Advances in Earth Science
• Articles •
1, Zhou Zuyi
Zheng Hongbo,Wang Pinxian,Liu Zhifei,Yang Shouye,Wang Jialin,Li Qianyu,Zhou Zuyi. Carving the History of East Asia′s East-Tilting Topography and East Asian Monsoon—An Introduction to IODP Proposal 683[J]. Advances in Earth Science, 2008, 23(11): 1150-1160.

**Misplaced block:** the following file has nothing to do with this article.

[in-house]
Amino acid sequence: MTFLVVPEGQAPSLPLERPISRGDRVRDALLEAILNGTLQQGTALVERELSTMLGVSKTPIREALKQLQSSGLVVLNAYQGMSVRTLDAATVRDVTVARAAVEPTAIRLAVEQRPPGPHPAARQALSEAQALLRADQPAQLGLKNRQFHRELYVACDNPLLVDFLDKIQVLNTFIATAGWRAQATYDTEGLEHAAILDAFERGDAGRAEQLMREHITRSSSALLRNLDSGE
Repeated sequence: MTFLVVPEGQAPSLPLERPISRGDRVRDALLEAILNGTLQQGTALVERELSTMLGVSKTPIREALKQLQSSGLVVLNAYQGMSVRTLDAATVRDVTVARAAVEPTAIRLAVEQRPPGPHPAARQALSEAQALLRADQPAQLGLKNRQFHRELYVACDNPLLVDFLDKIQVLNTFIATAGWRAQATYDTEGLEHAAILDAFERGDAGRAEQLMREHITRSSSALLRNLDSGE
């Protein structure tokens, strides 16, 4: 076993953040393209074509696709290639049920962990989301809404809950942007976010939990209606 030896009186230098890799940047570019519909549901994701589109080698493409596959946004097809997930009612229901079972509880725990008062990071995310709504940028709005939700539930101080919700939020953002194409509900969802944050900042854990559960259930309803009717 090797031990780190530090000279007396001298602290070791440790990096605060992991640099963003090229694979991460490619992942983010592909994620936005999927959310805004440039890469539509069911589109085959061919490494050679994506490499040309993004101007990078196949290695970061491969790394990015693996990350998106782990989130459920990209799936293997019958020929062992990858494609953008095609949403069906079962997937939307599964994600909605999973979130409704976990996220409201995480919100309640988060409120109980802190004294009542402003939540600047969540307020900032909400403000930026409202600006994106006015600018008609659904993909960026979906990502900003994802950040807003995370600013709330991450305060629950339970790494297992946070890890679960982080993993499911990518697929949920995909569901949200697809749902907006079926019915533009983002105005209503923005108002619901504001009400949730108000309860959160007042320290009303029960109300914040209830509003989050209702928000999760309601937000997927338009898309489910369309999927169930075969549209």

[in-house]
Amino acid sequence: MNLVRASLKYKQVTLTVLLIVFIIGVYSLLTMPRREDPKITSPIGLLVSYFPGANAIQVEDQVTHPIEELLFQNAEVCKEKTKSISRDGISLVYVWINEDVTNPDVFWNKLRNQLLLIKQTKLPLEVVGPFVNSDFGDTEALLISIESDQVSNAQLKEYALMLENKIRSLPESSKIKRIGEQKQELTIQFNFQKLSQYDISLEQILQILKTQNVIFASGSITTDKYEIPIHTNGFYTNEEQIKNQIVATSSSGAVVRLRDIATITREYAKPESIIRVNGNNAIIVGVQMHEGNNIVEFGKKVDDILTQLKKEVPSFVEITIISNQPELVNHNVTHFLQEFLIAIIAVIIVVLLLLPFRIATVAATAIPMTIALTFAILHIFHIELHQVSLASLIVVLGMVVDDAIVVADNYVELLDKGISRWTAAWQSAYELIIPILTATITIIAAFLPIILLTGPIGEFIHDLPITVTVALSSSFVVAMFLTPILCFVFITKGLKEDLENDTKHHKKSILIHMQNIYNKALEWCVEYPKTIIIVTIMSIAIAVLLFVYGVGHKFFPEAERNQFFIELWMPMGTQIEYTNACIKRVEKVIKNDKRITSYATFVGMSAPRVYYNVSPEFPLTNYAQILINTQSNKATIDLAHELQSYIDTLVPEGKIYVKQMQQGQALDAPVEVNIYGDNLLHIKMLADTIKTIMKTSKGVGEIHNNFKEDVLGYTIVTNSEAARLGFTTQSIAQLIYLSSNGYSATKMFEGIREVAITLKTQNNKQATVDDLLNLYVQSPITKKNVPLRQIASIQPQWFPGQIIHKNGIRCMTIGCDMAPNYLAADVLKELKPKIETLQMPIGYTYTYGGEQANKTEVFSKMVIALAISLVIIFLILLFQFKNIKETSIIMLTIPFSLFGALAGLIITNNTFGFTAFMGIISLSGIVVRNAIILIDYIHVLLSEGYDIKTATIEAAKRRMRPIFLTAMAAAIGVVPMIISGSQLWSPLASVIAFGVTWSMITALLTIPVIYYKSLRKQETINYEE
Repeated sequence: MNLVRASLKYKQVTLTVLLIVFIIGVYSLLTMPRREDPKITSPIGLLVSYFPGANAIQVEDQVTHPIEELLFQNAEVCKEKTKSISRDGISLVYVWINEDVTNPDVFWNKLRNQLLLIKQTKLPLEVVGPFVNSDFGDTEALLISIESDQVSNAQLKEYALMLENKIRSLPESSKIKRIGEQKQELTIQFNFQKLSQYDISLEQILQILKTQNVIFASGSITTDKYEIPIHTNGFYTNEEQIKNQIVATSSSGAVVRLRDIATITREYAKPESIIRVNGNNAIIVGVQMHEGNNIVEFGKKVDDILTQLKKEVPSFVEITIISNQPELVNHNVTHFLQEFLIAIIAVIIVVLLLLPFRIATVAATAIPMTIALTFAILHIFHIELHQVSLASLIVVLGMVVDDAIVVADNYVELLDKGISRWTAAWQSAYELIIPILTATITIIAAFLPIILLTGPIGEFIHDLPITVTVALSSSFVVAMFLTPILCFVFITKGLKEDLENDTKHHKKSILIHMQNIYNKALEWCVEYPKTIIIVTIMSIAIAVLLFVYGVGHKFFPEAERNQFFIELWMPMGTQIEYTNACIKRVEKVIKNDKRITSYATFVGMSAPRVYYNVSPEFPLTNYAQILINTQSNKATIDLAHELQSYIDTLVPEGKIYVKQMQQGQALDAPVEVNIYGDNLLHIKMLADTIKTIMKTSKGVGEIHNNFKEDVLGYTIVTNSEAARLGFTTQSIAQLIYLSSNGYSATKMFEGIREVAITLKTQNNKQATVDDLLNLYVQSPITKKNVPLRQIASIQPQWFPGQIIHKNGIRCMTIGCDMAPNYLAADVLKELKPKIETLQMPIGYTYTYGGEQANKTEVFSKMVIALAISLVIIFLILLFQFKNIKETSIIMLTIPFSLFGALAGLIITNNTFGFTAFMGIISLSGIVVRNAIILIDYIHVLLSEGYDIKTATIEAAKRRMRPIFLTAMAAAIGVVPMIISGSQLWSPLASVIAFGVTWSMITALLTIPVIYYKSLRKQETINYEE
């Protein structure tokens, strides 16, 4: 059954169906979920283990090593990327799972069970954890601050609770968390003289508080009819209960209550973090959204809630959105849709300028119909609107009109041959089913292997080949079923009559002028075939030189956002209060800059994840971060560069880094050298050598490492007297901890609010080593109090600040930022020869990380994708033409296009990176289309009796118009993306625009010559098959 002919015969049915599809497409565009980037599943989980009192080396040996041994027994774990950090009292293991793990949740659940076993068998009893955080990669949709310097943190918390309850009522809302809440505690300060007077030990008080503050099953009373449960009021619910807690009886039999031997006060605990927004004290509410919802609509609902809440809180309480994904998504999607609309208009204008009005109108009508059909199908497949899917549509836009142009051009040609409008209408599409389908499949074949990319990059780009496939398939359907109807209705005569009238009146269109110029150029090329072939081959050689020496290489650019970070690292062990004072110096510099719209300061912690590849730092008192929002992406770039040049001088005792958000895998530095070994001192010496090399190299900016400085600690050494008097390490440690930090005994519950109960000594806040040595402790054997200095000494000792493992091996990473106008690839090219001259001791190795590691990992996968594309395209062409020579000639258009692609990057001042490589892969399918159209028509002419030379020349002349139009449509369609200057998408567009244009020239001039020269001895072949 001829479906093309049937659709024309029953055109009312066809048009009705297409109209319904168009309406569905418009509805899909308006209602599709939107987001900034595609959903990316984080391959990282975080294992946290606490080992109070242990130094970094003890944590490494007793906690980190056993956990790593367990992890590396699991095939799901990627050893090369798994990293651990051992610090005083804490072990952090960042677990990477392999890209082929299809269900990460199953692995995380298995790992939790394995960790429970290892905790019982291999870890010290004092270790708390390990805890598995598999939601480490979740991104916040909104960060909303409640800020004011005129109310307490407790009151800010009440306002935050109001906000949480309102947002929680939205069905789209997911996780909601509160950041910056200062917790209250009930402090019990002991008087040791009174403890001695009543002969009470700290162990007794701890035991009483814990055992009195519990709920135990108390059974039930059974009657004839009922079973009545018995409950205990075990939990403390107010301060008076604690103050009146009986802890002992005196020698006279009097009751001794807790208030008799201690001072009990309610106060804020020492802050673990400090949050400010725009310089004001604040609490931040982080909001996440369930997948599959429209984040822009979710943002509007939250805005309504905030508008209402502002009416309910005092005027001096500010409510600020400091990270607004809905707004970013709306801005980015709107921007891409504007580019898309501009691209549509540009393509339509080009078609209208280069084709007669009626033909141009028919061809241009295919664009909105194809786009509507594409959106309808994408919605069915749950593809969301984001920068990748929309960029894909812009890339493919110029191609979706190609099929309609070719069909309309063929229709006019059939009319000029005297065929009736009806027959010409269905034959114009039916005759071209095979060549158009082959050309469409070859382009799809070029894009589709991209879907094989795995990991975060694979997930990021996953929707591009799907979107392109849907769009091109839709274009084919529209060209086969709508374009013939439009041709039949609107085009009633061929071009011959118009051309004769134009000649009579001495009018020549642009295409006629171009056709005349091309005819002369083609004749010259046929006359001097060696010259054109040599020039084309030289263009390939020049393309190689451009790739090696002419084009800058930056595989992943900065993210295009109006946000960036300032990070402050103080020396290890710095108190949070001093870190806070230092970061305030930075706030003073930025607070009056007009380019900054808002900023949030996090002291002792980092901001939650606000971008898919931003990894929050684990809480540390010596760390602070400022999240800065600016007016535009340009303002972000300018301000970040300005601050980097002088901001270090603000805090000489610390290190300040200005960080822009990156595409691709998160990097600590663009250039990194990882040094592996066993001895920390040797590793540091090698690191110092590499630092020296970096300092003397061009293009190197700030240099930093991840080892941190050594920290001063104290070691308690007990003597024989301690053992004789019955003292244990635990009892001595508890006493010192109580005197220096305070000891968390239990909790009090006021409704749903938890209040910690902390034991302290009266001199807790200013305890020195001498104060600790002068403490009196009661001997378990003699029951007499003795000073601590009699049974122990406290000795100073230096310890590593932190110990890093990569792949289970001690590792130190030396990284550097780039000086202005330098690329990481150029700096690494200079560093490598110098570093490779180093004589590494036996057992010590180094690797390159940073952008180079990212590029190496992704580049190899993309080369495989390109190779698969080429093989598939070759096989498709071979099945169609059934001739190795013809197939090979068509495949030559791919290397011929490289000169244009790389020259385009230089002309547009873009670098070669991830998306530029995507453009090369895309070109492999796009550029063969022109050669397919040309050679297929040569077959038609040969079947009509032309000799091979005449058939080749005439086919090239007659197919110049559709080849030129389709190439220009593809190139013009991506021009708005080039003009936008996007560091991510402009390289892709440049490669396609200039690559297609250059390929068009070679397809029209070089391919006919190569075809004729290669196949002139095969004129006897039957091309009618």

Ocean drilling in the Bengal Fan has revealed the uplift history of the Himalayas and Indian monsoon, but there is no analogous deep-water fan in the Western Pacific marginal seas that can be drilled and used to constrain the Tibet uplift history from its eastern side. The Yangtze river, originating from northeastern Tibet and draining a large area prevailed by monsoon precipitation, is highly sensitive to plateau uplift and monsoon evolution. A systematical study of the Yangtze river deposits will test various hypotheses concerning plateau uplift and its link with monsoon evolution. Along the modern Yangtze river, the upper reach is decoupled from the lower reach by the Three Gorges. About 30% of the total sediment load from the Yangtze river is laid in the Jianghan Basin immediately out from the Gorges, ~40% is deposited in the lower reach and delta, and only ~30% is transported to the East China Sea. Therefore, a combination of ocean and continental drilling along the Yangtze River will recover records useful for carving the history of uplift and monsoon. A close timing of tectonic and climatic events mainly at four time intervals has been proposed as evidence for a link between Tibet uplift and the Asian monsoon initiation: the late Pliocene (2~3 Ma), the late Miocene (~8 Ma), the early-middle Miocene (~15 Ma) and the latest Oligocene (~25 Ma). On the basis of the Three Gorges incision or delta development data, however, the history of the Yangtze River can be traced back only to the late Pliocene or early Pleistocene, and the East China Sea came into existence only in the latest Miocene. A younger Yangtze river is in a sharp contrast to the early uplift of Tibet. In the Paleogene, a broad belt of aridity stretched across China from west to east, and numerous lake basins developed in rift grabens, prohibiting any east-flowing large rivers. Large rivers like the Yangtze river could have developed only since Neogene with the advent of an east-tilting topography and monsoon in East Asia. The proposed joint IODP/ICDP project will provide sediment records from marine and terrestrial basins to help clarify the most puzzling issues in East Asian environmental evolution and to test the hypothetical link between Tibetan uplift and monsoon climate from the eastern side of the plateau.